Solomon R. Guggenheim Museum
Wikipedia | Google | Google Images | FlickrLocated on Fifth Avenue in Manhattan in New York City, the Solomon R. Guggenheim Museum, also known as simply The Guggenheim, is an art museum that is home to a world-famous collection of Impressionist, Post-Impressionist, and Modern art. Established in 1939, the museum’s collections started off as several significant, private collections and have expanded organically.
The Guggenheim Museum has a few sister museums with which it shares its collections. Other Guggenheim museums are found in Bilbao, Venice and Abu Dhabi . The museum in New York attracts more than one million visitors each year.
HistorySolomon R. Guggenheim was a member of a wealthy mining family who started collecting paintings by the Old Masters at the end of the 20th century. After meeting the artist Hilla von Rebay in 1926, he discovered European avant-garde art. Guggenheim then adjusted his focus and began collecting more abstract works of art, such as work of Kandinsky . This was when he first started exhibiting his collection to the public. He did this from his apartment in New York City’s Plaza Hotel. His collection grew and grew and in 1937, he created the Solomon R. Guggenheim Foundation.
The foundation opened its first venue in 1939, the then-called Museum of Non-Objective Painting, managed by von Rebay. Von Rebay expanded the museum’s collection with works by modernists, such as Mondrian, Kandinsky, Léger, and Picasso, and established a world-renowned exhibition.
In the 1940s the museum’s collection had become too big for its venue and a brand new building became necessary. Guggenheim and von Rebay then contacted the famed architect Frank Lloyd Wright, who accepted their proposal to design a new and modern building to house the permanent collection. It took Wright fifteen years and hundreds of sketches before he was finally satisfied with his design. The new building was constructed on Fifth Avenue, close to Central Park. It is one of the most modern and futuristic building in Manhattan.
The museum was renamed the Solomon R. Guggenheim Museum in 1952, three years after Guggenheim’s death. The collections have kept growing and still continue to grow every year. It also regularly hosts loan exhibitions and lets other museums exhibit its own collections. The Solomon R. Guggenheim Museum now draws in more than a million visitors annually.
CollectionsThe Guggenheim’s permanent collection essentially consists of several distinctive, private collections that have been brought together and expanded in the course of eight decades. Additions came from international partners, purchases made by director and curators and donations. The whole collection provides a detailed overview of the evolution of modern art, from the 1850s until now.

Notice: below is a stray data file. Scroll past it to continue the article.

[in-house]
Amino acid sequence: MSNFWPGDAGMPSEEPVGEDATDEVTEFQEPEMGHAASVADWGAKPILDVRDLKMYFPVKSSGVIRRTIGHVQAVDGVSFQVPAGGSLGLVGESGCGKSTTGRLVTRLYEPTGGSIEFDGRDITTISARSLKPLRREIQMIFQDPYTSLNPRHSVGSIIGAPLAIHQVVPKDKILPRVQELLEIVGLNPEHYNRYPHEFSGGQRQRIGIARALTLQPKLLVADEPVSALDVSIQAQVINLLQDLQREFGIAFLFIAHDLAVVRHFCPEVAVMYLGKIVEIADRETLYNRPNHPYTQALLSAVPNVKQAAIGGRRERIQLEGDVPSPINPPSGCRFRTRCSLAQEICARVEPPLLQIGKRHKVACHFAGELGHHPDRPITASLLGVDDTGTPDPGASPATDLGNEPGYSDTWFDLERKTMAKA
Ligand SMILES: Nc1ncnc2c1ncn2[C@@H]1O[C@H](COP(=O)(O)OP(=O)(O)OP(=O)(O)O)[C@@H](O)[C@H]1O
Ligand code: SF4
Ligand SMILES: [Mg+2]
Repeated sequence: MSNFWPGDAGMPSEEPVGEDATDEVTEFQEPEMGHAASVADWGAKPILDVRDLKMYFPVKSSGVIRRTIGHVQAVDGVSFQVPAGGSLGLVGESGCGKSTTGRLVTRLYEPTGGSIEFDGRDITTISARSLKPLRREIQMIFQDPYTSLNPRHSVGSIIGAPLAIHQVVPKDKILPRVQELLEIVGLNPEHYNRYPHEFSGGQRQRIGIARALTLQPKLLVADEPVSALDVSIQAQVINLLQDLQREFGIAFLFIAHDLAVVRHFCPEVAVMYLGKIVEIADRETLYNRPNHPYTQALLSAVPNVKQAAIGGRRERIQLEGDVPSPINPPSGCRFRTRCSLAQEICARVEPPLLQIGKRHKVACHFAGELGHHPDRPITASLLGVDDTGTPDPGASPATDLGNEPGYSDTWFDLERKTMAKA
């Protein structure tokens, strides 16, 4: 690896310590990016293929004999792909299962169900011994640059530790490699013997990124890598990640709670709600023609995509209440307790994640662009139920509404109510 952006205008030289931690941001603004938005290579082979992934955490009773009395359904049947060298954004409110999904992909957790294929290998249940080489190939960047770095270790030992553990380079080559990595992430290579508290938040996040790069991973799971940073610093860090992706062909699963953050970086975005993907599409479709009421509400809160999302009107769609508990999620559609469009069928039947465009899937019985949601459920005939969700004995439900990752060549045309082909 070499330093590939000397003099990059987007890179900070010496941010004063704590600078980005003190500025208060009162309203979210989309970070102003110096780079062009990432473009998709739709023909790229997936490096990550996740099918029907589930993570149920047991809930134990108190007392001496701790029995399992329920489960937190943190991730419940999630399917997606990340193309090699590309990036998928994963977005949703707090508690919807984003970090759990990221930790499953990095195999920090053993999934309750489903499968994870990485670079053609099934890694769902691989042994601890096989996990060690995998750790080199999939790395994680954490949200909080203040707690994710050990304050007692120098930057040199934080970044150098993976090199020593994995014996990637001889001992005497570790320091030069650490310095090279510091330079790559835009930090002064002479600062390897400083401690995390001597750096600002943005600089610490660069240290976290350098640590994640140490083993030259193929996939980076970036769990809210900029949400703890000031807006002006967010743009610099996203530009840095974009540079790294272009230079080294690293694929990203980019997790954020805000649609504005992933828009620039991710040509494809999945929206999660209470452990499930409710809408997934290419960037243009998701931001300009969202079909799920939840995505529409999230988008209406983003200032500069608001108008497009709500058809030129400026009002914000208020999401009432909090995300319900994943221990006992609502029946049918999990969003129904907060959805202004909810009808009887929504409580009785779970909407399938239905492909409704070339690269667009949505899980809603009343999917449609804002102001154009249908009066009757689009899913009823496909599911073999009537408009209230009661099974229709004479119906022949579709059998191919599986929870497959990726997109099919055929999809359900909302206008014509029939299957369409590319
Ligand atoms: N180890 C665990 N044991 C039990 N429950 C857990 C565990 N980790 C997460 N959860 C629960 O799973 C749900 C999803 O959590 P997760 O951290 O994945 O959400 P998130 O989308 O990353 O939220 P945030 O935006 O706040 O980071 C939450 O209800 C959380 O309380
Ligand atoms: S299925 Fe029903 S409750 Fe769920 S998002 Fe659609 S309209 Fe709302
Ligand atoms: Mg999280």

The founding collection was the one from Guggenheim himself, consisting of about 600 works of art. Highlights in this collection are Yellow Cow by Franz Marc, Composition 8 by Vasily Kandinsky, and Paris Through the Window by Marc Chagall.
Another renowned collection is the one formerly owned by Justin K. Thannhauser. It consists of Impressionist, Post-Impressionist and modern French masterpieces.
In 1948, the museum bought the entire holdings of New York City art dealer, Karl Nierenhof. It added many German and Austrian Expressionist works to the collections. Artworks in this collection are by famous artists, such as Joan Miro and Oskar Kokoschka.
The personal collection of Hilla von Rebay, the museum’s first curator and director, was added after her death in 1967. In her lifetime she had been in contact with many artists and her collection included works by Kandinsky, Klee, Mondrian, and Schwitters.
The Panza Collection was acquired in the early 1990s through purchases and gifts. It is made up of 350 works of Minimalist, Post-Minimalist, and Conceptual art. This collection is regarded as the most comprehensive collection of American art from the 1960s and the 1970s. The addition of this impressive collection gave the Guggenheim more depth, as it now also held an important post-war collection.
Other collections in the Solomon R. Guggenheim Museum in New York are the Robert Mapplethorpe Foundations Gift, the Katherine S. Dreier Bequest, and the Bohen Foundation Gift. The other Guggenheim museums elsewhere in the world, of course, house many more collections.
Visiting the GuggenheimThe Guggenheim Museum is located on Fifth Avenue in the Upper East Side in Manhattan, on the so-called Museum Mile . It is easily reached by either bus or subway. The nearest subway station is on 86st Street, reachable via the 4, 5 and 6 trains. By bus the museum can be reached with the M1, M2, M3, and M4 buses on Madison Avenue and Fifth Avenue.
Admission is $ 22 USD for adults, $ 18 USD for seniors and students with valid IDs, and free for children younger than twelve and member. The museum is open from 10AM until 5.45PM from Sunday through Friday, with the exception of Thursday when it’s closed. On Saturdays it’s open from 10AM until 7.45PM. The museum is closed on Thanksgiving and Christmas.
Similar LandmarksOther museums within close proximity are the Jewish Museum, the Metropolitan Museum of Art, and the Museum of the City of New York.
Elsewhere in the world you may want to visit The Louvre, the Hermitage, the Smithsonian, and the Vatican Museums.
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Author: bramreusen. Last updated: Feb 02, 2015